Rose Wylie’s goal: to paint like a five-year-old

At 81, the British artist is gaining recognition by avoiding artifice and artiness

Rose Wylie

Douglas Hyde Gallery, Dublin


Having studied painting in the 1950s, Rose Wylie put her work on the back burner so that she could look after her children. She returned to making art in earnest in the late 1970s and completed an MFA. But it’s only within the past decade or so that she has exhibited widely and become well-known, winning the endorsement of Germaine Greer, no less, and the John Moores Painting Prize for 2014. By which point she was 80 years old.


Drop in to the Douglas Hyde Gallery and you might be surprised. Chances are Wylie’s paintings are not what you would expect from someone of her age and generation. “Think of Miss Marple channelling Jean-Michel Basquiat,” wrote the New York critic David Cohen. There’s a stark, graphic simplicity to them, with a cartoonish vigour to the drawing and explosive bursts of coloured pigment, often thickly, loosely applied. Among her influences she mentions Everett Peck’s Duckman cartoons in the same breath as 15th-century Sienese painter Giovanni di Paolo. Her own paintings are very informal, incorporating bits of painted text that offer helpful commentaries on the images.

Sometimes the titles include the qualification "(film notes)" as in the case of Inglorious Basterds, which, at close to 3m wide, is an epic recollection of several characters in Quentin Tarantino's violent war drama. The painting resembles a cross between a section of the Bayeux tapestry and an enthusiastic child's drawing in a school copybook, writ very large indeed. That's no insult, given that Wylie has said that she aims to make pictures in a way that's as close to the unaffected directness of a five-year-old as she can get. She wants to avoid artifice, contrivance and artiness.

In a way she’s trying to second-guess herself, to get around what she knows. She’s been described as faux-naïf, which is understandable but not what she has in mind and not really what comes across. What comes across is self-discipline, an ability to stop and walk away at the precise point where she feels a painting is at risk of becoming contrived. To be fair, it should be said that she does cover over her “mistakes”, although probably more in her work on paper: she’ll just collage over an errant passage and try again. That lack of pretence is entirely in keeping with her overall approach.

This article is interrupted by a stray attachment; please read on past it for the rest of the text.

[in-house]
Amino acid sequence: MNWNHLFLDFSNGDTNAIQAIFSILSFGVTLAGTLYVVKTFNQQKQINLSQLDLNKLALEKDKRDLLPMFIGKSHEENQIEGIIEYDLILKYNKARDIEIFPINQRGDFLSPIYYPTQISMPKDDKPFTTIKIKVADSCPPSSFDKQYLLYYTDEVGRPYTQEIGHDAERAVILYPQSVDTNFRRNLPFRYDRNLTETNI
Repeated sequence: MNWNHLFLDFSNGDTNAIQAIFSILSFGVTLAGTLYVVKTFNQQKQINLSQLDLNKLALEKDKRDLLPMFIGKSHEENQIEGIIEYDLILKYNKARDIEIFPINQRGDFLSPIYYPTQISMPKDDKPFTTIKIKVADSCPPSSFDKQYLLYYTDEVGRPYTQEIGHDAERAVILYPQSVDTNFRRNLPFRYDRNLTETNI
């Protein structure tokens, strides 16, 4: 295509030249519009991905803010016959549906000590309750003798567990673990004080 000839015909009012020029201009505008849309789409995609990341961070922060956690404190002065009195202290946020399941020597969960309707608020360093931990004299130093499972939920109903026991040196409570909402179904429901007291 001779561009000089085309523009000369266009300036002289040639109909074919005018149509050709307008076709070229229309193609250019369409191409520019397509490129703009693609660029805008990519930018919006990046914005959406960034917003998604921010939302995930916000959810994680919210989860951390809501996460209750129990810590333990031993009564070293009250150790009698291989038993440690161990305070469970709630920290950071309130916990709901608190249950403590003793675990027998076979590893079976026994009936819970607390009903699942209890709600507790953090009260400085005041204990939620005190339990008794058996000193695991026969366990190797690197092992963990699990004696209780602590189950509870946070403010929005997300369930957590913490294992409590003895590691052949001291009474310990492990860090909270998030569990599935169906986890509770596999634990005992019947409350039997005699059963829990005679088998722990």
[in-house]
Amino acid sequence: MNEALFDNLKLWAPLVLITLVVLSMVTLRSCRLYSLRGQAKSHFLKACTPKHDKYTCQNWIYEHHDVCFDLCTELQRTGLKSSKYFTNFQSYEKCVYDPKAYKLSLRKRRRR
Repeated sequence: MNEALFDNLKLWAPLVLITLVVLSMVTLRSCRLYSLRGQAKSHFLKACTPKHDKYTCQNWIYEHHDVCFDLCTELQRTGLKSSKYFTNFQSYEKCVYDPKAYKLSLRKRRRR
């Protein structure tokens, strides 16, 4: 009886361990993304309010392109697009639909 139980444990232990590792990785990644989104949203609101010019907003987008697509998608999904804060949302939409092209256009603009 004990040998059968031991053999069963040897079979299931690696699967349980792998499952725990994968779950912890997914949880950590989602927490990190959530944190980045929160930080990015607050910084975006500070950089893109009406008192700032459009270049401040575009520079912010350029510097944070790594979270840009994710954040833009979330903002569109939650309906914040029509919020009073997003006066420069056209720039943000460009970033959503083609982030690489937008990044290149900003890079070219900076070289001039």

Collectively her work is quite like a personal notebook, a way of remembering. Her nod to Tarantino is not a modish affectation. She watches a lot of films and she has said that, the day after seeing a film, she will make a drawing about it as a means of finding out how memorable it was. The drawings become the basis of the paintings, which is why the paintings look so much like huge drawings. In fact, in an interview with Marcus Reichert she said: "A painting is a big drawing . . . but with the lumpiness of paint." Until May 13th,

L12121 Picture Panoply – Niall Naessens

Graphic Studio Gallery, Dublin


As a printmaker, Niall Naessens is an exemplary technician. That can be a bad thing. It is an occupational hazard among printmakers that obsessive attention to technique can stifle or corral creativity. But Naessens seems to be aware of that, and has always been at pains to look outwards, beyond the confines of the well-ordered print studio with its ironclad routine. Never more so than since he moved to rural Co Kerry, looking over the sea. L12121 is, apparently, the code for the Lios na Caolbhaí Road near Brandon, where he lives and works.

Not that he has embraced disorder. He is a classicist. That is, he is one of those artists who takes on the unruly chaos of the world and makes an orderly, illuminating and beautiful representation of it, and the pleasure we take from his work stems from that process and the abilities that go into it. His use of line is superb, and his penchant for heightened or idiosyncratic colour, which might give you pause, is actually pretty sound.

The etchings and monoprint/drawings (in other words, each is unique) in the show make up an exploration of his immediate environment, from inside to out, and close-up details – such as moths against the window – to distant vistas. He excels at conveying the layering of phenomena and vision, and stillness and movement are nicely counterpointed.

In daily life, there's lots of movement built into what we see, and he manages to catch that incredibly well: leaves, sycamore seeds and litter scattering across a landscape, the acrobatics of swallows, a shower of hail flung by the wind. He's equally good on stillness, when it comes to the night sky, for example, as in the superb Ursa Major. Until March 28th,

Equations – Katherine Boucher Beug

Oliver Sears Gallery, Dublin


There are several strands to Katherine Boucher Beug's Equations: assemblages of found and sometimes painted wood and other materials and objects; collaged mixed-media paintings; and watercolours. The paintings play with the idea of books, depicting them and hinting at their contents. One is even titled Notebook. They could well be the nutritive ground from which the other works sprout, but in the end, with just a few exceptions, they are the weak link. Both assemblages and watercolours manage to soar, but the paintings remain mostly sluggish and indecisive.

One really feels that Boucher Beug allowed herself the freedom and applied the discipline of means that gives assemblages and watercolours the edge. In them, she's willing to go with fleeting observations, glimpses on the hoof. Handle brazenly incorporates a door handle, and manages to open the door, figuratively speaking. The lyricism of Dog and the upfront symbolism of Voyage – a wooden prow against a blue expanse – are equally effective. Until April 1st,